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Re: Carbo Plus, CO2

>Date: Mon, 23 Jul 2001 21:28:47 -0600
>From: "Roger S. Miller" <rgrmill at rt66_com>
>Subject: Re: Carbo Plus
>>       I suspect if either of us had one in our hands we would get to
>>the bottom of this reasonably quickly, but I'm not going to buy one. 
>I think so too.  I tried to take Ellen O'Connell up on her offer, but I
>was too late.  Neil Frank beat me to it.  Maybe Neil will run the tests.

That's the reason I contacted Ellen. I have been wondering about how this
thing works ever since Merrill first recommended it.  As soon as I get my
ponds in, I will be able to play with it. I also have to read the entire
tread on this topic (and a zillion others that I missed over the past 1-2
years) :-)

>>         How about running one in a solution of (say) sodium sulphate?
>> Neither ion will be discharged, and it should still make CO2, which
>> could be measured.

or maybe it wouldnt make CO2 without the bicarbs :-)

>Date: Mon, 23 Jul 2001 20:51:09 -0700 (PDT)
>From: Cavan <millsman7 at yahoo_com>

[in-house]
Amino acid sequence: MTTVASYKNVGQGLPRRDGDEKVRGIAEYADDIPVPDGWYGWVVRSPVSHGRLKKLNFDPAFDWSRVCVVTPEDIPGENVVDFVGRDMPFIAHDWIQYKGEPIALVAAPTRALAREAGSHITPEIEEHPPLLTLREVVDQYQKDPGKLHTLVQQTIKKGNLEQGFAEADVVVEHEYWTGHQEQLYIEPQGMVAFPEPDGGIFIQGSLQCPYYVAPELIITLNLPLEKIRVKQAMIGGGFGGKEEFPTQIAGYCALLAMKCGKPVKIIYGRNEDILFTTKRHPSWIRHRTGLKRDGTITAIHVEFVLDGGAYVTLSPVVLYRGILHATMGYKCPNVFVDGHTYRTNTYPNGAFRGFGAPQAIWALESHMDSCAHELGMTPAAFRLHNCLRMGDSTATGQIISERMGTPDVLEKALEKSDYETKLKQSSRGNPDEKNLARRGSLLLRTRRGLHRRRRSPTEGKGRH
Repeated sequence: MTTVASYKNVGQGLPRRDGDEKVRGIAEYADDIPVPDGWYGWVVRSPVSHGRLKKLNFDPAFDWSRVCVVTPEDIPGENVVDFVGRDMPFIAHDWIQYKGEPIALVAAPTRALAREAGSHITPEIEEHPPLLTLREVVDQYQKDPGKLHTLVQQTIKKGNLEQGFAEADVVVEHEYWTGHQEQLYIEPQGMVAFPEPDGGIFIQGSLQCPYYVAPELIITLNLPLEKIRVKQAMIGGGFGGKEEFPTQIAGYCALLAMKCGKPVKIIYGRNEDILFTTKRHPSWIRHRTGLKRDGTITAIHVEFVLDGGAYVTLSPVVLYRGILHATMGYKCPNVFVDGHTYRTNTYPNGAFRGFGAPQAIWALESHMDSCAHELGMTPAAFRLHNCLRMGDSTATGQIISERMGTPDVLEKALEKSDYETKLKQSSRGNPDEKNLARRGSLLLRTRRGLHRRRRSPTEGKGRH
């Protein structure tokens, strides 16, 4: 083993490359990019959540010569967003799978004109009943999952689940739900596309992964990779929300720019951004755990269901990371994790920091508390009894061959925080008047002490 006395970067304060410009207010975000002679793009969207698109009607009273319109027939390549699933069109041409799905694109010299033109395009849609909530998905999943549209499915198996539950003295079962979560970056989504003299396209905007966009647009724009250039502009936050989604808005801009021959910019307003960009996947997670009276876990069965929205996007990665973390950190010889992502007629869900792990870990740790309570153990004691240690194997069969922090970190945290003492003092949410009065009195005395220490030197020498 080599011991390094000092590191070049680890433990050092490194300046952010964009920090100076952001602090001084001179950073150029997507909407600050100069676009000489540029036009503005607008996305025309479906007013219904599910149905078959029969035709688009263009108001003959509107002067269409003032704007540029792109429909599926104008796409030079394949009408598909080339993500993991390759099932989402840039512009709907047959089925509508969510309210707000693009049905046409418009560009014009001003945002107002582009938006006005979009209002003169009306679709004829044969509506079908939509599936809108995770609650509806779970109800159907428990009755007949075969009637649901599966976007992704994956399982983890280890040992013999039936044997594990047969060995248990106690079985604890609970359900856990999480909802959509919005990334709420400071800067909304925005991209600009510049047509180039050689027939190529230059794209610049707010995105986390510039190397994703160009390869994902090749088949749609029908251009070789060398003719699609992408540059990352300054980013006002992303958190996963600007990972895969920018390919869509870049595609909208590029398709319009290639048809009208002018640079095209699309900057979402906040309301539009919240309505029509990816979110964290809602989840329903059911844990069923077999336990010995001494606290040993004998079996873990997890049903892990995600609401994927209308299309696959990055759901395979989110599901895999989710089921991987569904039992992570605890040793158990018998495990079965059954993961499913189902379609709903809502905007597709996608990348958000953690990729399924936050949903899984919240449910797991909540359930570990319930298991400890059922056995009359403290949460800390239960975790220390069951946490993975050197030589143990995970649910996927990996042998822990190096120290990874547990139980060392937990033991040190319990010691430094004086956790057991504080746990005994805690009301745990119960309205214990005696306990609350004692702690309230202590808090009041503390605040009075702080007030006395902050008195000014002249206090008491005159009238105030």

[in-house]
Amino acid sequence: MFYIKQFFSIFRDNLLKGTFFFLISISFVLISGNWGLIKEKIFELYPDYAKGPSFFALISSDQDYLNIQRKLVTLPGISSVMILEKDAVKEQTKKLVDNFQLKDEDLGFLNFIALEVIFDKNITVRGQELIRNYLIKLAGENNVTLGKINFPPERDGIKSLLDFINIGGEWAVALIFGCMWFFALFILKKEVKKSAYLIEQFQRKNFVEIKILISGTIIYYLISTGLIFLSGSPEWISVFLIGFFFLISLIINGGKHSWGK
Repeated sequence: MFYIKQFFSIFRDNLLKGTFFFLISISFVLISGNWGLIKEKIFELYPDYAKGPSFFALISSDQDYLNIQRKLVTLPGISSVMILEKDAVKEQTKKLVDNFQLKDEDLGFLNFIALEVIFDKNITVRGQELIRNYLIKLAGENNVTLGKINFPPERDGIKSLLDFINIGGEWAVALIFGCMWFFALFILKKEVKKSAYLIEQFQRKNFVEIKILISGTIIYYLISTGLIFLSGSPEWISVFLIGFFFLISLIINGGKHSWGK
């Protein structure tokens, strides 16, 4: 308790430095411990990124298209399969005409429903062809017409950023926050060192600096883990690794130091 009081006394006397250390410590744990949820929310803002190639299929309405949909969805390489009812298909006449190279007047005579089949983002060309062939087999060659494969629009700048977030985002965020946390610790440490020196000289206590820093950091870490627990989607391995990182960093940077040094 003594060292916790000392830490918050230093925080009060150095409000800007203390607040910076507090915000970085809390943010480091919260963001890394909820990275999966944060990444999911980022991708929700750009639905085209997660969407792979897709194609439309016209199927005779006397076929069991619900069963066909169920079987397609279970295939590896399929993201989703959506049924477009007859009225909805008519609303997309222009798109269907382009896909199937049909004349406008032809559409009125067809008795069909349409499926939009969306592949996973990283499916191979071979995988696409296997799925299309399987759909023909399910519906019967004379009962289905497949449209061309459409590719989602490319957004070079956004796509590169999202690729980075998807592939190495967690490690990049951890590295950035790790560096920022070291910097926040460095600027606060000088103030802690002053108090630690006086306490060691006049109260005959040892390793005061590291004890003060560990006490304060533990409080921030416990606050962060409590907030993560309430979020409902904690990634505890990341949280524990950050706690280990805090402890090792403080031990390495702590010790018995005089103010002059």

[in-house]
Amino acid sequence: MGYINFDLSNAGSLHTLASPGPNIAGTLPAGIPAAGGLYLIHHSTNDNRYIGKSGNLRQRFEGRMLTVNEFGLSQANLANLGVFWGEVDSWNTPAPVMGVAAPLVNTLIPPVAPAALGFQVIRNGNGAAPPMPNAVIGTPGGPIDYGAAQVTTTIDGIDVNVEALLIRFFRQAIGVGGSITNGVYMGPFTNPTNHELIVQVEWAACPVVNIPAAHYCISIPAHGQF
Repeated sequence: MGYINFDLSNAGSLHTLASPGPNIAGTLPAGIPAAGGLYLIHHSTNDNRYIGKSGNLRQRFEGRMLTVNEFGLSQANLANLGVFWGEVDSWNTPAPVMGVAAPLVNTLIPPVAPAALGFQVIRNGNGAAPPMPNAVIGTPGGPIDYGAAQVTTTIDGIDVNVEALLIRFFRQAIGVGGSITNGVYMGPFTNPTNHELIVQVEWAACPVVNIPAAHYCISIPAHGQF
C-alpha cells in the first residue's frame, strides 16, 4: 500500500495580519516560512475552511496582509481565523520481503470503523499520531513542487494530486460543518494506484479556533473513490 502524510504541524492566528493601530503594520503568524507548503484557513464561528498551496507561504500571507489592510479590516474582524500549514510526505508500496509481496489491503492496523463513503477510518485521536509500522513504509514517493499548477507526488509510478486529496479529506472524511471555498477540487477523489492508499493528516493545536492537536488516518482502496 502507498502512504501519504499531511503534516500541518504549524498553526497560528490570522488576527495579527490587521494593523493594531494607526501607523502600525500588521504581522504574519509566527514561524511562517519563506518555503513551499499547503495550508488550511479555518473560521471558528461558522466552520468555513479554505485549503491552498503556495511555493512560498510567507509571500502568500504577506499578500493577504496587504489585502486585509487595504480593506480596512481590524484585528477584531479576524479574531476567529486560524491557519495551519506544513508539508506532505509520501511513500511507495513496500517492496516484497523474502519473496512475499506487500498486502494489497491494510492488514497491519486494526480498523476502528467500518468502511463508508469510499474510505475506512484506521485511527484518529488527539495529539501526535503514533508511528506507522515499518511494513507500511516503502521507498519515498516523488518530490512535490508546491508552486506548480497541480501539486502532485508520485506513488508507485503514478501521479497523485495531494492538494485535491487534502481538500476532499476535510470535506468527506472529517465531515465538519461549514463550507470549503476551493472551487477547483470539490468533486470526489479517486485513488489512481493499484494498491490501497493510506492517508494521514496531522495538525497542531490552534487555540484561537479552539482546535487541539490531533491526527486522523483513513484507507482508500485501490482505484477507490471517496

>Subject: Re: carbo plus
>With all this talk about the carbo plus, doesn't it
>see that it would be easier to just hook up a co2
>cylinder?  Man, all that trouble and for what?!  

I guess you are not interested in science :-)

Also, I already have 3 CO2 cylinders connected.

>Date: Mon, 23 Jul 2001 23:33:48 -0500
>From: krombhol at teclink_net (Paul Krombholz)
>Subject: Re: Optimum CO2 levels? 

>Bound carbon dioxide is probably in the form of carbonates, such as CaCO3.
>Balanced carbon dioxide is probably bicarbonate where there is equilibrium
>between H2CO3, HCO3-, and free CO2. 

I agree.

>Although I don't know of any studies, I doubt that Crypts need lower CO2
>levels than Amazon swords.  In my experience, it is the opposite.  Swords
>grow pretty well for me in tanks where I do not supplement CO2, whereas
>Crypts never grow very well unless I keep CO2 levels up in the 15-30 range.

Paul, I believe that Echindorous can use bicarbonates, so they can get by
with less CO2. Because they consume lots of nutrients, they need lots of
carbon. Without adequate bicarbs, it seems reasonable that you would have
to keep them happy with CO2.